Real Italian food and cooking
I was raised by an Italian mother. Her family were all born in Calabria which is in southern Italy. My mother was the first to be born here.
To clarify, I have no Italian blood. My birthfamily was Irish, with maybe a drop of German. My adoptive dad was also Irish but he was black Irish (which means he had dark hair and eyes, not skin).
My mother’s father was amazing. He cooked delicious meals and taught me so much about food. I can still remember how his house smelled when he was making gravy!
Yes, gravy is what Italians call their red sauce. Italian cooking is simple and rustic at it’s roots. Tomatoes, bay leaf, some meat and pasta, rounded out with salt and some parmagiana or pecorino cheese.
The gravy starts by browning some meat – preferably lamb – in some olive oil. I run the San Marzano tomatoes through the blender then through the strainer to get rid of seeds. I used to then cook it for hours but I got a pressure cooker now and it’s done fast and right!
The Italians I was raised around would smack you (literally!) if you tried to put oregano in the red sauce meant for pasta! Oregano makes it pizza sauce.
Despite what Scott Conant may say, cooking pasta perfectly isn’t hard. You boil water, salt it, and toss in the pasta. Stir and then test until it’s right for you.
Never in my life did I see anyone cook the pasta “the rest of the way” in a pan with gravy. And I’ve seen a LOT of Italian women cook pasta! You boil it, drain it, then toss it in a bowl with the gravy.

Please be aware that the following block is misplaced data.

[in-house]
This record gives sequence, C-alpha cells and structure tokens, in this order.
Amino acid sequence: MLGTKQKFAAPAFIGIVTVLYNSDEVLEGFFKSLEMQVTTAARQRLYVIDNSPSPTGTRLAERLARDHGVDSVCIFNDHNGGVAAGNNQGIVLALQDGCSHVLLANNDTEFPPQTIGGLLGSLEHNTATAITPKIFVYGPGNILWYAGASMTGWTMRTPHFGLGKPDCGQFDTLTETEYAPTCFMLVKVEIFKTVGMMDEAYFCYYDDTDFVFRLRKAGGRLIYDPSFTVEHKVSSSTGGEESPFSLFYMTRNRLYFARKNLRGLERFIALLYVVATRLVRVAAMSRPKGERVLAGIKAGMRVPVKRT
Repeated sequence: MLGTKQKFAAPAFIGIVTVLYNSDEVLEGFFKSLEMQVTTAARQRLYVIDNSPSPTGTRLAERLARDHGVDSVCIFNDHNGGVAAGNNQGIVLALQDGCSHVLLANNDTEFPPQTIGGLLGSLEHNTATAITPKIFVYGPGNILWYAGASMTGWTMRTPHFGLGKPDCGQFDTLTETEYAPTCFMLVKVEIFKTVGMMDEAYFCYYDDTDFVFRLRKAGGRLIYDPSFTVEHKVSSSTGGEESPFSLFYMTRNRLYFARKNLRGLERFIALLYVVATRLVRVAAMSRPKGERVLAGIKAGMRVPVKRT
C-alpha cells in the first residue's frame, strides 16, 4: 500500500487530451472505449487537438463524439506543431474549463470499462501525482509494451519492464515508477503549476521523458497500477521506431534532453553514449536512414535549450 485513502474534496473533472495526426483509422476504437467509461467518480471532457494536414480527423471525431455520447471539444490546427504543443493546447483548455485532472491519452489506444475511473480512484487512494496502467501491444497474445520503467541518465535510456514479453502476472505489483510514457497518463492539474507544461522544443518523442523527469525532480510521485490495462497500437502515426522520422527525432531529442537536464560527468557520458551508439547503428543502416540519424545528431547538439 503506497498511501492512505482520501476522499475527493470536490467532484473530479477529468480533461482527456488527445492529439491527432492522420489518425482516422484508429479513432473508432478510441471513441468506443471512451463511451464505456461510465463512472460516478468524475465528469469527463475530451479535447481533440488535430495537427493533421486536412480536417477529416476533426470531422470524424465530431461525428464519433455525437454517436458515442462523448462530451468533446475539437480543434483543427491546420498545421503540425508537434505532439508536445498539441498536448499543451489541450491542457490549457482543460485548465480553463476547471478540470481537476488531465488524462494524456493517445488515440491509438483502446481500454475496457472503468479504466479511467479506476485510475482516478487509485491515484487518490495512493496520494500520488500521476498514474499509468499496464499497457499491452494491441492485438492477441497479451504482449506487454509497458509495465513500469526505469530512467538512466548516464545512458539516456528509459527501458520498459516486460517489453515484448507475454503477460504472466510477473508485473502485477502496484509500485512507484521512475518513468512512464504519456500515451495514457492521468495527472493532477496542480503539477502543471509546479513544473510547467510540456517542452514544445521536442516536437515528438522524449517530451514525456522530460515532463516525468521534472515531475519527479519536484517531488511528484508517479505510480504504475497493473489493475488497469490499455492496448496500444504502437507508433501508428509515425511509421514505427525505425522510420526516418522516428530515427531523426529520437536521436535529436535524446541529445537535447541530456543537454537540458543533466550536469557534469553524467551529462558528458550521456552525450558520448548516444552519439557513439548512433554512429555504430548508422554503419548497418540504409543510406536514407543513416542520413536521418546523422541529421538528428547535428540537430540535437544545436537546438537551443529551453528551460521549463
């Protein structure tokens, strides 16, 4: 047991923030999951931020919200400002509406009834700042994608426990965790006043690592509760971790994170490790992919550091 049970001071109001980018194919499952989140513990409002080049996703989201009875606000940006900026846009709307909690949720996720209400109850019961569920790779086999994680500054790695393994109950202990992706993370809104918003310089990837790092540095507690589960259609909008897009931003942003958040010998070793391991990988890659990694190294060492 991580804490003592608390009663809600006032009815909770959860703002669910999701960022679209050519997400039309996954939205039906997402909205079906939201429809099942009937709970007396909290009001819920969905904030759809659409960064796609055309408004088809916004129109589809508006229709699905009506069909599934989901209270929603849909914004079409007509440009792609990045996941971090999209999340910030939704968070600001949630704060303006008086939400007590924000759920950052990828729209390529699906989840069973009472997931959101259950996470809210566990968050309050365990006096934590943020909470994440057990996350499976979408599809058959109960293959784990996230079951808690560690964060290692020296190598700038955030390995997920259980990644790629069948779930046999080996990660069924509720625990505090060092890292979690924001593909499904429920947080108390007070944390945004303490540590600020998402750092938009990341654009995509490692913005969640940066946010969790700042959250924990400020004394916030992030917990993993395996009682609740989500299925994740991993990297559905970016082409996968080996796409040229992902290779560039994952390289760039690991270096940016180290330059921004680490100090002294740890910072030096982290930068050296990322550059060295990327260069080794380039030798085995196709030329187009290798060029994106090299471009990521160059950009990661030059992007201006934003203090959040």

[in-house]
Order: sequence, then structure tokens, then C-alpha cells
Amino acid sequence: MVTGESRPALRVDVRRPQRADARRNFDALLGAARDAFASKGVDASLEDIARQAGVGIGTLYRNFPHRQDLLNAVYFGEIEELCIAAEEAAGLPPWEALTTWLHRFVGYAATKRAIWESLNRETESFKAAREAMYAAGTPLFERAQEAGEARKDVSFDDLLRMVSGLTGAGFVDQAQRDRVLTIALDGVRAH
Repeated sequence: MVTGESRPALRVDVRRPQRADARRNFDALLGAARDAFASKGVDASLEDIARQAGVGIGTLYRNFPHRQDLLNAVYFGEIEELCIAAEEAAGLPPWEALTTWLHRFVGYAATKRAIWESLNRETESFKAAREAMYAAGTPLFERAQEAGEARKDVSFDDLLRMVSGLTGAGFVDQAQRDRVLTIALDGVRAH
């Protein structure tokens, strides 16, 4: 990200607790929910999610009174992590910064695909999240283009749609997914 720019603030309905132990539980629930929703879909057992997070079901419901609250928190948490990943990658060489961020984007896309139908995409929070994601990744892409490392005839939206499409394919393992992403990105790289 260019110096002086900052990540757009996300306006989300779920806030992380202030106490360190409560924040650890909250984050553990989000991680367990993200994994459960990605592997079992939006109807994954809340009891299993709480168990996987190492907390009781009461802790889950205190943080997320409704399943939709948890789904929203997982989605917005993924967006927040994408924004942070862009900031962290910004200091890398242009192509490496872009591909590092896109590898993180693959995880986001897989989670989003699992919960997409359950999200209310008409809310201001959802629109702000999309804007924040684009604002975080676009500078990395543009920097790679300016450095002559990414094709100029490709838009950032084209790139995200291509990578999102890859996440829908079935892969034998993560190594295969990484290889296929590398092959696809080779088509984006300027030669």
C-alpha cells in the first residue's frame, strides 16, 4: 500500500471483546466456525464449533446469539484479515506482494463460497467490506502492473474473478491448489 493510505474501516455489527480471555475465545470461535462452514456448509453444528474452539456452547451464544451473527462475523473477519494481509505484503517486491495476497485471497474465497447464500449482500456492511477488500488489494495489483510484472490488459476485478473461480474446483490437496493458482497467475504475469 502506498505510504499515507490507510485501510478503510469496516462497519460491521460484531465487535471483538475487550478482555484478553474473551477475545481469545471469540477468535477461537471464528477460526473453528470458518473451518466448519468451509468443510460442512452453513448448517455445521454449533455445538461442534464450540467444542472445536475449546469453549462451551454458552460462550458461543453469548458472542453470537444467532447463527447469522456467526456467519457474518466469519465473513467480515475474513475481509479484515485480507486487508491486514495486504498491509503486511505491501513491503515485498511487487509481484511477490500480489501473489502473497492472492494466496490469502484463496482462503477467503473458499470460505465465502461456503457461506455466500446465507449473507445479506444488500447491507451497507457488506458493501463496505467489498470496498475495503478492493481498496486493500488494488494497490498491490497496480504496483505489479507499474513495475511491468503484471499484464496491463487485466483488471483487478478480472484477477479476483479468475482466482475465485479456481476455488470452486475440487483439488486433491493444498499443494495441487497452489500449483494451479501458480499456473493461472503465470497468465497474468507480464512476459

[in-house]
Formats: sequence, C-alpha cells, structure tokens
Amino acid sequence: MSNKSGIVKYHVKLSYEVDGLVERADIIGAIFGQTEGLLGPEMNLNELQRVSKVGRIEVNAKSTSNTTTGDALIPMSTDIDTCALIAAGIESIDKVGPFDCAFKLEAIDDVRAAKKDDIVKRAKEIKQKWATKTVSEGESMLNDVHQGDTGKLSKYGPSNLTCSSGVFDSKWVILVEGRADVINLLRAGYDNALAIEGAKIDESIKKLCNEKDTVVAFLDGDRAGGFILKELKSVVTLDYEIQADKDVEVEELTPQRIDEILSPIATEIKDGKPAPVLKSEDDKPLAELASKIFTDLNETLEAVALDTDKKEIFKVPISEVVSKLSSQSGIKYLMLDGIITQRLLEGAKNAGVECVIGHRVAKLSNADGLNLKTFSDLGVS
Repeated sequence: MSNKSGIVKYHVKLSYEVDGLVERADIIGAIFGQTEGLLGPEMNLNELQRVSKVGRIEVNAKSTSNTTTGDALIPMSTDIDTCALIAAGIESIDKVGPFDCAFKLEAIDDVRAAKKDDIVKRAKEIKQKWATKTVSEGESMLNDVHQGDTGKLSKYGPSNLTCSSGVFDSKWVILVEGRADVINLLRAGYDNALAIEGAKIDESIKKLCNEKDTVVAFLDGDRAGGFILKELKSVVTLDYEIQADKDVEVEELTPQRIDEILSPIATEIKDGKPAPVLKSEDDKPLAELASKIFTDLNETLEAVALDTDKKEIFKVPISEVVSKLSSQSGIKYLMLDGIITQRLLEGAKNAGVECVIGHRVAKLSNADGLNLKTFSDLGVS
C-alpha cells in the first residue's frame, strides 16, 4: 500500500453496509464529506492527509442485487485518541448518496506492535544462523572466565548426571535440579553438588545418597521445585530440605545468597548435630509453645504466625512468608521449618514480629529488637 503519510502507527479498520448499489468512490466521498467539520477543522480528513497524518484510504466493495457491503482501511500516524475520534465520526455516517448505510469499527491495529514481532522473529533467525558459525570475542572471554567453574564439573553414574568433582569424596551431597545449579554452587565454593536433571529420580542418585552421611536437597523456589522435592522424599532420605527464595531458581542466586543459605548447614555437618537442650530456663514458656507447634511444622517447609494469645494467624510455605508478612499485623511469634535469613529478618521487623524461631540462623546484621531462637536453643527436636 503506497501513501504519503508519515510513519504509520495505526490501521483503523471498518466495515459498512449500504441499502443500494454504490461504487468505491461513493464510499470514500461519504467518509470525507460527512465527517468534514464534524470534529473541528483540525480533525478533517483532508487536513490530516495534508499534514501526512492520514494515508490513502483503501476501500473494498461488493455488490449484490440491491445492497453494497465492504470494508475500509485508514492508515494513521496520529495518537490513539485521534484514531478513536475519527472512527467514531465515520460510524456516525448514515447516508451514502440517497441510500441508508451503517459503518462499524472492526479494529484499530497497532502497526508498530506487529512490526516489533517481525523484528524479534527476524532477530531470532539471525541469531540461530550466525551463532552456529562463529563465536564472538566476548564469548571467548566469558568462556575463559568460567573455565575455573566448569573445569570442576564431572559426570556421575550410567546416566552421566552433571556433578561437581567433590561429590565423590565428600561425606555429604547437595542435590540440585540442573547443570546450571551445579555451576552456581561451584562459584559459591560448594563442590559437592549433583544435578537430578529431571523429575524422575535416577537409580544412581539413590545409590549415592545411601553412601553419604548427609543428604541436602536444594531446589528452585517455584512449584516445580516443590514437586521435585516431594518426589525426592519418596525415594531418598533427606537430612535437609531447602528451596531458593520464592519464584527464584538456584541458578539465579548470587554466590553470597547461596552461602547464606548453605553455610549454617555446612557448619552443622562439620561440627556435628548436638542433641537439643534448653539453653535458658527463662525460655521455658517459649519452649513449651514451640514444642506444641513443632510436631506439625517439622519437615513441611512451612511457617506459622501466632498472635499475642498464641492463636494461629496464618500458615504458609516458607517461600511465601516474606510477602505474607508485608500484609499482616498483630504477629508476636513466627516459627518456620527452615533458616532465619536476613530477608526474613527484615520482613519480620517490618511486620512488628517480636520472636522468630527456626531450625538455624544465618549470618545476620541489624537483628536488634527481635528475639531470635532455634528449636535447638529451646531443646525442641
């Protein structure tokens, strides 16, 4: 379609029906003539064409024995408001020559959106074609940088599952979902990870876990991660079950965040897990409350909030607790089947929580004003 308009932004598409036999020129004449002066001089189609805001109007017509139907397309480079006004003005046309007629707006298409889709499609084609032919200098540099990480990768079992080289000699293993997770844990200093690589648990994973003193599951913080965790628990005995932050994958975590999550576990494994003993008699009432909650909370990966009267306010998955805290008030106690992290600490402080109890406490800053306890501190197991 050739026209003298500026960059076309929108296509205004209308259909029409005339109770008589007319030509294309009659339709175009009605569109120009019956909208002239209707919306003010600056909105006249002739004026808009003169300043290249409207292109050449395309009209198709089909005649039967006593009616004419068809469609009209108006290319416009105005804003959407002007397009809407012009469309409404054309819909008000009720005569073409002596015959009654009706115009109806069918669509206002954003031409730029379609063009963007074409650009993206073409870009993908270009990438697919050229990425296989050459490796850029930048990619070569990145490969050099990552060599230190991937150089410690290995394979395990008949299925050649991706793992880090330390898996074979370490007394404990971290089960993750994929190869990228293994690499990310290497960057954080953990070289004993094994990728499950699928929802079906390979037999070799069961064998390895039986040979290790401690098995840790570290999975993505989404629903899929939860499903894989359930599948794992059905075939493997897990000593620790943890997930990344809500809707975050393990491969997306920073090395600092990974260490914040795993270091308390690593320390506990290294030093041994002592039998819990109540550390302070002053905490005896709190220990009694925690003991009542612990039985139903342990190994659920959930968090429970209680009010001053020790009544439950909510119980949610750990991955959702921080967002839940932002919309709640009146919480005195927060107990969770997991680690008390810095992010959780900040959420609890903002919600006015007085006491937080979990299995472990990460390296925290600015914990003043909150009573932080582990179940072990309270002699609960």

Then I’m watching TV one afternoon and hear Sunny say antipasto means just that – anti is before and pasta, before pasta…. No! Antipasto (singular) or antipasti (plural) means before the meal!! I did have pasta five nights a week though LOL
Italian cooking is not hard, but at times it can be a lot of work.
Growing up, all the Italian women I knew had two kitchens – the one you sat in for coffee and dinners and the one where the real work went on – in the basement.
The basement kitchen always had at least five women, the oldest supervising, the youngest doing dishes, and the rest actually cooking. Thousands of butter cookies for Christmas would be finished in one night this way, as well as lots of casseroles for recent widowers, the tables of food a funeral requires, and party prep.
In addition there was always at least one deep freezer, in the basement or the garage.
Much of my Italian family is deceased now and I miss not just the food but the traditions. Learning by having hands that have done it a thousand times wrap around your hands.
Most especially, I miss that smell at pop-pop’s house that said good things were coming!